The Interior Corner Flow (ICF) experiment determines the rates of 3-D inhibition of wetting fluids in complex containers, the dependence of the dynamical boundary conditions as a function of geometry, and the performance of such devices as passive phase (i.e., bubble) separators. The ICF experiments are designed to benchmark the analytical technique developed to predict such flows. The benchmark theory aids in the design and analysis of capillary devices for positioning liquids passively in containers in microgravity environments by controlling the container geometry. The devices are useful in passive phase separation operations such as in the case of tapered screen galleries for bubble-free collection and positioning of fuels for satellites, to address propellant management aboard spacecraft. Spontaneous capillary flows in containers of increasing complexity such as ICF determine critical transients for low-g propellant management.

    The objective of the Capillary Structure (CS) experiment is to add another critical dimension of complexity, interconnectivity, to the ICF experiments. Liquid bearing containers can easily be interconnected by capillary structures. The crew studies the time dependent flows as functions of unit cell dimensions and geometry, unit cell interconnectivity, overall structure dimensions and taper. They also investigate passive phase separation characteristics of such construct. Capillary Structures studies full 3-D wicking at micro-scales. The flows incorporate 3-D capillary driven corner flow networks consisting of a matrix of interconnected pores.

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    Results Publications

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    Ground Based Results Publications

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    ISS Patents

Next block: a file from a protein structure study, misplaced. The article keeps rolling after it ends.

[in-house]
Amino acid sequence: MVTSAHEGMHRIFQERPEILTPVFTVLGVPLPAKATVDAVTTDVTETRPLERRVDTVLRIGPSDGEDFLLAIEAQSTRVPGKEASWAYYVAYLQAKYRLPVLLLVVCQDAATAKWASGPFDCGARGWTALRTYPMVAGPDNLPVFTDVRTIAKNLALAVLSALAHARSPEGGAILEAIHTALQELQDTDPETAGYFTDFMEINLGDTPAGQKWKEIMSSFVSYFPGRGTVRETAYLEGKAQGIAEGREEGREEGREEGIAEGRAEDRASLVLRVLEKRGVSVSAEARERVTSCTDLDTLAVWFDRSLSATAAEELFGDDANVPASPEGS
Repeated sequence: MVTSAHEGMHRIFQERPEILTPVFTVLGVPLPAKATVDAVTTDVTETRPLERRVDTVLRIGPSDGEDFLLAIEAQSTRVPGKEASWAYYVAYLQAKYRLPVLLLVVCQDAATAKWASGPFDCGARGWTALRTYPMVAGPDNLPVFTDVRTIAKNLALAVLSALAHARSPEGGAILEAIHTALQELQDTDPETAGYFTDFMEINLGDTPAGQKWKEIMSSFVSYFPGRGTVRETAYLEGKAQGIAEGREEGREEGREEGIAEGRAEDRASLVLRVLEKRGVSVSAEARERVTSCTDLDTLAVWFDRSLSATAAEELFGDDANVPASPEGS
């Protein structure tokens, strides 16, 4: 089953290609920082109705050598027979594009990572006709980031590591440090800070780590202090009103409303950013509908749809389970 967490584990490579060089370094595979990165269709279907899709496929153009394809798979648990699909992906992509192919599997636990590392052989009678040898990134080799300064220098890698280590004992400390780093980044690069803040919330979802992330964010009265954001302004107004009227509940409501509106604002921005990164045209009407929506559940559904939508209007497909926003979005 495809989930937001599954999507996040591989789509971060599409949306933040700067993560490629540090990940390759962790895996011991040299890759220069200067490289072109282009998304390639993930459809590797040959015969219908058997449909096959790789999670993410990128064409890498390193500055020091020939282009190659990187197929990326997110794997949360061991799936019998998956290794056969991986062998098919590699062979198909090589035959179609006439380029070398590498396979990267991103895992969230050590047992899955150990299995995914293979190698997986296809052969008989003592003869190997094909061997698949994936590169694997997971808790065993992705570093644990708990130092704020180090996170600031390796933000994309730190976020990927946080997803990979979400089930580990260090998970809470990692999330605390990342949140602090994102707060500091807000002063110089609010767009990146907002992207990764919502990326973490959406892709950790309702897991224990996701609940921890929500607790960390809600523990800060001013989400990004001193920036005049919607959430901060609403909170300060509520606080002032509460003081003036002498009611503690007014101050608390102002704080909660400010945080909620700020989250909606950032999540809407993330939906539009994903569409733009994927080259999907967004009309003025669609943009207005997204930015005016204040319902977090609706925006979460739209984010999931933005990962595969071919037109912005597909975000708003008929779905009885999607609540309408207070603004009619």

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    Related Publications

      Weislogel MM, Chen Y, Collicott SH, Bunnell CT, Green RD, Bohman D.  More Handheld Fluid Interface Experiments for the International Space Station (CFE-2). 47th Aerospace Sciences Meeting and Exhibit, Orlando, FL; 2009 Jan 5-8

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    Related Websites
    ISS Research Project-CFE-2
    ME Faculty
    PSU soars with zero gravity research

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    Imagery

    image NASA Image ISS0026E01793 A close-up view of the Capillary Flow Experiments-2 Vane Gap-1 (CFE-2 VG1) vessel mounted on the Maintenance Work Area (or MWA). Perforated vane is in a 180 deg position and the test fluid (silicone oil with red dye) can be seen in the test chamber on left. Digital "egg" timer is used to time stamp the video science data. Picture courtesy of NASA John H. Glenn Research Center.
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    image NASA Image ISS026E017298 NASA astronaut Scott Kelly, Expedition 26 commander, and the Capillary Flow Experiments-2 Vane Gap-1 (CFE-2 VG1) after Scott has completed setup on the Maintenance Work Area (MWA). A High Definition (HD) camera, seen on right in foreground, is used to record video image data, the primary science data for this experiment. Picture courtesy of NASA John H. Glenn Research Center.
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    image NASA Image: ISS026E018760 - NASA astronaut Catherine (Cady) Coleman, Expedition 26 flight engineer, performs a Capillary Flow Experiment (CFE) Interior Corner Flow 2 (ICF-2) test. The CFE is positioned on a Maintenance Work Area in the Destiny laboratory of the International Space Station. CFE observes the flow of fluid, in particular capillary phenomena, in microgravity.
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    image The primary science goal for the Vane Gap (VG) experiments is to find the critical wetting angles at which fluid wicks up the edges of a perforated vane. An unexpected phenomenon (seen above) occurs when the perforations are filled prior to the running of the experiment. A bulk shift of the fluid is easily identified when the perforations are filled, and stands out distinctly when compared to the relative symmetry of a test run with un-filled perforations. Image courtesy of Mark Weislogel .
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    image NASA Image: ISS029E015122 - Expedition 29 Commander Mike Fossum is conducting the first operation on CFE (Capillary Flow Experiments) with the VG2 (Vane Gap 2) vessel,monitored from the ground on live video via MPC (Multi Protocol Converter) and Ku-band. The VG2 is on the work station in front of him. In this photo Fossum is performing the Dry Surface Test.